That's the thing about being laid off -- the first instinct is to berate oneself for not getting a new job right away, coupled with the fear of what happens if you don't find one before the severance package runs out. It takes some time before you can look past that fear to the opportunities beyond. Having time is a vastly underrated opportunity. I can't say as I've used it all wisely in this first month, but at least I understand that my time is now mine to make use of, or to squander, as I decide.

More On the Time Thing

Although I haven't realized my dream of going straight back to art school as soon as I became newly unemployed, I did sign up for a daytime knitting class with a friend of mine. It's nice to be able to get out of the house and concentrate on nothing but knitting for a couple of hours. The instructor is a mutual friend of ours who once worked at our late lamented local yarn shop, and who has been teaching multiple knitting and crochet classes for the local adult education department since then.

I've taken the opportunity to learn lace knitting. Sure, I can do yarnovers with the best of them, but I've been averse to taking on projects that involve much counting just because I am constantly interrupted here. Any time I have to set down my work mid-row to answer the phone/answer Greg/let the dogs out/go to the door/change channels on the TV, I'm lost. This explains why I've had a simple basketweave throw sitting in a bag in the Frog Pond since the 2004 World Series -- being able to concentrate on anything here for more and a minute at a time is impossible. If I were smart, I'd just frog the poor thing and take it with me to class.

Anyway, the prospect of doing some dedicated lace knitting is exciting. I'll be making something tiny like a bookmark, but no matter. The important thing is that I get to devote two hours to nothing but lace knitting.

Bittersweet Man News

Greg says that he's almost finished with the editing of the recordings for the Sax Quartets CD. He took on the editing tasks for his piece and that of his former professor at BU, Lukas Foss. This past week, we got word that Lukas had died on February 1. We had known he'd been in declining health for a while, and the New Hudson Sax Quartet had to record his piece at Lukas's apartment in New York because he wasn't able to go to them. Still, it's sad news. I never met Lukas, though I answered the phone a couple of times when he called looking for Greg. Sad to think that Lukas won't be around when this CD comes out.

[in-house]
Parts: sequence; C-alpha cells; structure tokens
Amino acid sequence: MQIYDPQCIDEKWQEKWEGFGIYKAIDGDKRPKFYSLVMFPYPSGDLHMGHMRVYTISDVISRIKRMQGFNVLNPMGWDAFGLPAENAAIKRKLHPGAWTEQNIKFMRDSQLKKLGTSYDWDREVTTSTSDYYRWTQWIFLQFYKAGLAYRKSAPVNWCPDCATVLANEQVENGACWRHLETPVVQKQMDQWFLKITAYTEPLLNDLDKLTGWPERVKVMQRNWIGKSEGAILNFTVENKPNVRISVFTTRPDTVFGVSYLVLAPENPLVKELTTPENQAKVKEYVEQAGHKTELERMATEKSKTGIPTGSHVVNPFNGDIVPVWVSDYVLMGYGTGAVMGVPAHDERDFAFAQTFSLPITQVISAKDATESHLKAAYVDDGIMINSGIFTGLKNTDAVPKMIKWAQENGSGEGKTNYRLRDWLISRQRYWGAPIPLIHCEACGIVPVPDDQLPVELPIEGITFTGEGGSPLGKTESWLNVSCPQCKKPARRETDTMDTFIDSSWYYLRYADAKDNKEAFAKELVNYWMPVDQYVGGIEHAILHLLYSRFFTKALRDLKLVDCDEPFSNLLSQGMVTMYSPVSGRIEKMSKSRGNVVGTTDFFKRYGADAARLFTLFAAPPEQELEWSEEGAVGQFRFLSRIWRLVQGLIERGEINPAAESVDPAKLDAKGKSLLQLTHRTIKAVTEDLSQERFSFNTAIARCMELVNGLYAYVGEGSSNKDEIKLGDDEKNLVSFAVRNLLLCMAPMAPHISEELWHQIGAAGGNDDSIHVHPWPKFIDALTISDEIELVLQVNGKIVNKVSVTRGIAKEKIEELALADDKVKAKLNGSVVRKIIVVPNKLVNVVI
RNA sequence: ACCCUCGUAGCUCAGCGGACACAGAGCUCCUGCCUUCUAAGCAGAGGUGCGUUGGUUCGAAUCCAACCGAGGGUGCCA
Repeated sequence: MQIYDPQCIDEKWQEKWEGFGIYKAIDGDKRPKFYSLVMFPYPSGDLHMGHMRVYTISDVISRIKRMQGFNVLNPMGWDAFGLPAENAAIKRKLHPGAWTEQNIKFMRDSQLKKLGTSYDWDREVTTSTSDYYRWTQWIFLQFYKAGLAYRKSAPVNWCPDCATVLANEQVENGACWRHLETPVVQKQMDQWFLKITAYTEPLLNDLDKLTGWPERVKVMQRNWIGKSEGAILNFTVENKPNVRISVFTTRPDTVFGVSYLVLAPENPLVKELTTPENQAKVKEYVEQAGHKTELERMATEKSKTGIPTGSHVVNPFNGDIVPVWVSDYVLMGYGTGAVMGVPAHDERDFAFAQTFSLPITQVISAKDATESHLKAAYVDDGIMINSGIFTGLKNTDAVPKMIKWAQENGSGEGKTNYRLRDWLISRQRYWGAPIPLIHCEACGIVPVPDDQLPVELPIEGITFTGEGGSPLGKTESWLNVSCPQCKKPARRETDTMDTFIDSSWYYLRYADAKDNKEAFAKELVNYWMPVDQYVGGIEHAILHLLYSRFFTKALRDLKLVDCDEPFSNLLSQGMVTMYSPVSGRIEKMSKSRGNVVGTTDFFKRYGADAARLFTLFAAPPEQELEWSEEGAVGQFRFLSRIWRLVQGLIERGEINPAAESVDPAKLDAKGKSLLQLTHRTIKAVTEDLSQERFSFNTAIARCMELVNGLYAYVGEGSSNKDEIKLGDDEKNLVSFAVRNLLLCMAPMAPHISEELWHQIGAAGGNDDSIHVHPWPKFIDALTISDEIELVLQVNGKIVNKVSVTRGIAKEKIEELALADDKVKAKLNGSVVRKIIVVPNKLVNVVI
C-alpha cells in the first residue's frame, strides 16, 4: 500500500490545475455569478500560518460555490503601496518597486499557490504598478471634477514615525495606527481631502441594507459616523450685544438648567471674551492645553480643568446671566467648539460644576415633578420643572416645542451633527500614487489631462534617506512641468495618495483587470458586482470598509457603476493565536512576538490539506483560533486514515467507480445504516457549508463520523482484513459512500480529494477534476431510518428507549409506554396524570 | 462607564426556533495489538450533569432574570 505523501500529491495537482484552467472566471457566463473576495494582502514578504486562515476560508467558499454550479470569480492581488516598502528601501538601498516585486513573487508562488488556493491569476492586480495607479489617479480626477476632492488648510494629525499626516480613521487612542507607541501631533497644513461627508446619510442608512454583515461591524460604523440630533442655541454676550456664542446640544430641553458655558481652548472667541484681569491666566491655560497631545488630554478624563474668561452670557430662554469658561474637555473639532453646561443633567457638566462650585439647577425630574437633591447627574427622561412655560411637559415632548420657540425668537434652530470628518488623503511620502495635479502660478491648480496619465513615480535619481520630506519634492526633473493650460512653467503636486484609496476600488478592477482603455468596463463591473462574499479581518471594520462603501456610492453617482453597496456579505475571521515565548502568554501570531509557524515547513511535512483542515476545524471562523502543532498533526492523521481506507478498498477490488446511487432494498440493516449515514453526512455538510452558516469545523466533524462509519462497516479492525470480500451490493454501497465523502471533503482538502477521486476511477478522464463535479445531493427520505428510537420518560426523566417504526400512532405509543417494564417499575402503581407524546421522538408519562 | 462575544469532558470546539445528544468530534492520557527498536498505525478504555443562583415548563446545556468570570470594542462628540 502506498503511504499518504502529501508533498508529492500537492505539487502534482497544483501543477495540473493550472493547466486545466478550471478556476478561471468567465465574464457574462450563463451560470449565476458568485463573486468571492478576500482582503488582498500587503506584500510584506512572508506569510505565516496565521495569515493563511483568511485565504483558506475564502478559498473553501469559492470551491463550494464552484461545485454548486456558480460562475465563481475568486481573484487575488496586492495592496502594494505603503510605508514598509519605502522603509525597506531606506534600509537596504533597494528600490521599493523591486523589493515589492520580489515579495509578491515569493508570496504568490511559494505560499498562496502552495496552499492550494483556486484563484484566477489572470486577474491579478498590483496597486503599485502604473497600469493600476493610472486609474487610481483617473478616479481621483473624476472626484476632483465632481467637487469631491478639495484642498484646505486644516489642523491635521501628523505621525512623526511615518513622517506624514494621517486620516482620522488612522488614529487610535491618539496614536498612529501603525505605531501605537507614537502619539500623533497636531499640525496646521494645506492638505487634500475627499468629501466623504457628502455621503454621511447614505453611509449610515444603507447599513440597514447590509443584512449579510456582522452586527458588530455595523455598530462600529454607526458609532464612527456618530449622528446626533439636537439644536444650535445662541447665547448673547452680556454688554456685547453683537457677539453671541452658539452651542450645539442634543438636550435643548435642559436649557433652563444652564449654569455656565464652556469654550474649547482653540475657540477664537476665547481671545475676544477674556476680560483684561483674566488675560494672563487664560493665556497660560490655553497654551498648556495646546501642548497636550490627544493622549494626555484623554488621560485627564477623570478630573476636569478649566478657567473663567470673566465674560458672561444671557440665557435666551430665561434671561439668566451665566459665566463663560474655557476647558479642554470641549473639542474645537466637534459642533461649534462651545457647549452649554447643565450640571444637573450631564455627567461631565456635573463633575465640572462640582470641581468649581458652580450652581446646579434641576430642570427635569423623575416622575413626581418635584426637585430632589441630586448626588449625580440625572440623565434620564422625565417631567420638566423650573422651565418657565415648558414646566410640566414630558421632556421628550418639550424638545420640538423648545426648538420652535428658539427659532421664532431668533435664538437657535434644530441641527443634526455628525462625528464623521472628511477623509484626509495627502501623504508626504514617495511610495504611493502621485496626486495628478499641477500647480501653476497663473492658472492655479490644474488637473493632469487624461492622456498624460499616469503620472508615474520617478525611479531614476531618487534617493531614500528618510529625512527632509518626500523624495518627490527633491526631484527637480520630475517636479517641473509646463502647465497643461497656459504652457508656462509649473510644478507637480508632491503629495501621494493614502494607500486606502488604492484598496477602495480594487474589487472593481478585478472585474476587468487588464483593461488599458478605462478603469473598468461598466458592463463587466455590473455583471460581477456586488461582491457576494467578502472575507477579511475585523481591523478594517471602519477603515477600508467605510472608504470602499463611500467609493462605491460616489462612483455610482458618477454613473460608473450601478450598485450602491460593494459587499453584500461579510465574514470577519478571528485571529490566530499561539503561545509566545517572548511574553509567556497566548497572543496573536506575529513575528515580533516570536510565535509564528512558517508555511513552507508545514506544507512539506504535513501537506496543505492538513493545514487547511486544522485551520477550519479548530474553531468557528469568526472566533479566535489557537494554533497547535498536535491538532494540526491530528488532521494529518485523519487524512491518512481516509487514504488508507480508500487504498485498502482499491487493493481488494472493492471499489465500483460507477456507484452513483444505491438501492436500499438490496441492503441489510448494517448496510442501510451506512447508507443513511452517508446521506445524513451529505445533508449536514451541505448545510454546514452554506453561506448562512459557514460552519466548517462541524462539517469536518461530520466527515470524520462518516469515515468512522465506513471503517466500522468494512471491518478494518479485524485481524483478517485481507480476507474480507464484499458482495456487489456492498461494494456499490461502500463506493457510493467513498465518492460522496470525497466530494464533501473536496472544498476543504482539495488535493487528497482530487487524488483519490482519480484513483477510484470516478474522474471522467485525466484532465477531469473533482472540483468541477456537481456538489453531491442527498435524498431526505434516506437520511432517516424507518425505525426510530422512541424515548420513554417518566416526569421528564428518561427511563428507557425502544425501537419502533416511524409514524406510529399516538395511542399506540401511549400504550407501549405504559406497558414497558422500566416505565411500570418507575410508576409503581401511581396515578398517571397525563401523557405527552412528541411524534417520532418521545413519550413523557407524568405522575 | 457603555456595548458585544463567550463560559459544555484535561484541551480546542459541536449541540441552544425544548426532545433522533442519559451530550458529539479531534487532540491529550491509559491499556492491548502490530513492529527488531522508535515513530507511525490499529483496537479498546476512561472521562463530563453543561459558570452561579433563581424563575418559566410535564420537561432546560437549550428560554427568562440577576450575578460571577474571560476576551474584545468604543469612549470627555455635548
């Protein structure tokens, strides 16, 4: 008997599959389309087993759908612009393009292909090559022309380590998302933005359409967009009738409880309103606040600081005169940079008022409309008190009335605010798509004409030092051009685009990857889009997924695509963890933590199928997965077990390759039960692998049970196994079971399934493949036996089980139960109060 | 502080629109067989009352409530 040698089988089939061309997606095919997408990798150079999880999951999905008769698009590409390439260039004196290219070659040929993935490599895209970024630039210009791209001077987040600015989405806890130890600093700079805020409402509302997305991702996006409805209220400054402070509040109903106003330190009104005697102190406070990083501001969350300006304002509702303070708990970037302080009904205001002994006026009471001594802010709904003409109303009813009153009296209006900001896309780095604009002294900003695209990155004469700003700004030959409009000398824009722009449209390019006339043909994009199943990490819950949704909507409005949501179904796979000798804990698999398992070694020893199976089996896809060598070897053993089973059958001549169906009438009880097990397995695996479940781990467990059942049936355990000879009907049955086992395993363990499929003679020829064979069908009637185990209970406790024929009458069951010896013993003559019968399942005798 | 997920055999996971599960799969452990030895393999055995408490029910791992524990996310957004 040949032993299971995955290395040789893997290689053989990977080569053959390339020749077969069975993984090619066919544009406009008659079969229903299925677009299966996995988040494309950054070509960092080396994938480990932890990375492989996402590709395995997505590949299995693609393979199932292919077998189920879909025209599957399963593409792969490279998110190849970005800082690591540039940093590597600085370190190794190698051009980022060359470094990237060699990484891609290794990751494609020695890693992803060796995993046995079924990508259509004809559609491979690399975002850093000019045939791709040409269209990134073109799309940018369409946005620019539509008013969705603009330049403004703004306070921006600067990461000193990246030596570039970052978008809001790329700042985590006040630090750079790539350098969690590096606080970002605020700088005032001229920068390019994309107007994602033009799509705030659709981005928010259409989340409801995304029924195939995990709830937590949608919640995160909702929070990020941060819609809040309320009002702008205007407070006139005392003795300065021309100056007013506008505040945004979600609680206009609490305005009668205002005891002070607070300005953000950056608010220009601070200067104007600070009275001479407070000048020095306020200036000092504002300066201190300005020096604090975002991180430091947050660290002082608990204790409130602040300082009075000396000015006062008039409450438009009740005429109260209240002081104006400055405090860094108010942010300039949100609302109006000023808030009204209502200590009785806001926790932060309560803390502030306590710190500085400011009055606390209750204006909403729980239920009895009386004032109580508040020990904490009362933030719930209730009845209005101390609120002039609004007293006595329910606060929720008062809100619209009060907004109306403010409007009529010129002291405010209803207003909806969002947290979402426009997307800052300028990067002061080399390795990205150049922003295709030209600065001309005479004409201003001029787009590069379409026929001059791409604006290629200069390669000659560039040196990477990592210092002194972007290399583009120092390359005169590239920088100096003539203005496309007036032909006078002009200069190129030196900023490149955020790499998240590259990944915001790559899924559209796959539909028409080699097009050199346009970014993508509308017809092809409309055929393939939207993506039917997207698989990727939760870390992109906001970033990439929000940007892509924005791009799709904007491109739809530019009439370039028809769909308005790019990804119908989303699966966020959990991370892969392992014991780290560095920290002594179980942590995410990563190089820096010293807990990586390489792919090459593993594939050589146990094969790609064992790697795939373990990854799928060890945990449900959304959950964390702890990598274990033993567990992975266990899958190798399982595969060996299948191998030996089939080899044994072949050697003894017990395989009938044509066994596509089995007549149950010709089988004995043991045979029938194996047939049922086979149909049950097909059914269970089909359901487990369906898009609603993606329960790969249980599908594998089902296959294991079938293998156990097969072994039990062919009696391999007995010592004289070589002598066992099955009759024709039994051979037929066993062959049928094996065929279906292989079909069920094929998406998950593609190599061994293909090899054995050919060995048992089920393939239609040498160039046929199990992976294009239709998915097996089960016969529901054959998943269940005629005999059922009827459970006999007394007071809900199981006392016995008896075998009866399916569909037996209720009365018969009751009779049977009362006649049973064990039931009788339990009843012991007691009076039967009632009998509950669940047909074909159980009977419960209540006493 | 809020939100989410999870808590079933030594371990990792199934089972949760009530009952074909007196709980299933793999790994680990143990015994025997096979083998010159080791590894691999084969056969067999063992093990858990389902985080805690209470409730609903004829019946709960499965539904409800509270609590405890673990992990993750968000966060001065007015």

The same label that is issuing the Sax Quartets recording is also recording and releasing Greg's String Quintet. You might remember this piece from my post about "The Ugly Quintet." Anyway, in its new and beautiful form as a piece for strings, the Quintet will be recorded in the Czech Republic sometime soon (if it hasn't already), and will be released at some point. I have no idea whether the piece will be included in another collection, released on its own, or whether it will be part of an all-Greg CD. The label has a whole spiderweb of distribution agreements with Naxos Records, iTunes, and a gazillion other musical outlets. I've been promising that all these CDs in the works will be released Any Time Now, so I'm not going to make any more announcements until I have a copy in one hand and am typing into this blog with the other.

Sunday, February 01, 2009

Diary of a Bad Housewife

It's been a week since my job of 11+ years and I parted ways, and it's been one of the strangest, busiest weeks I've endured in a very long time. I wish I could tell you that things were falling into place, and that I'm adjusting to my new status as an economic statistic, but I just haven't made it that far yet. There's still so much to do, and organize, and think through -- and I haven't even had a spare moment to compile a to-do list or four.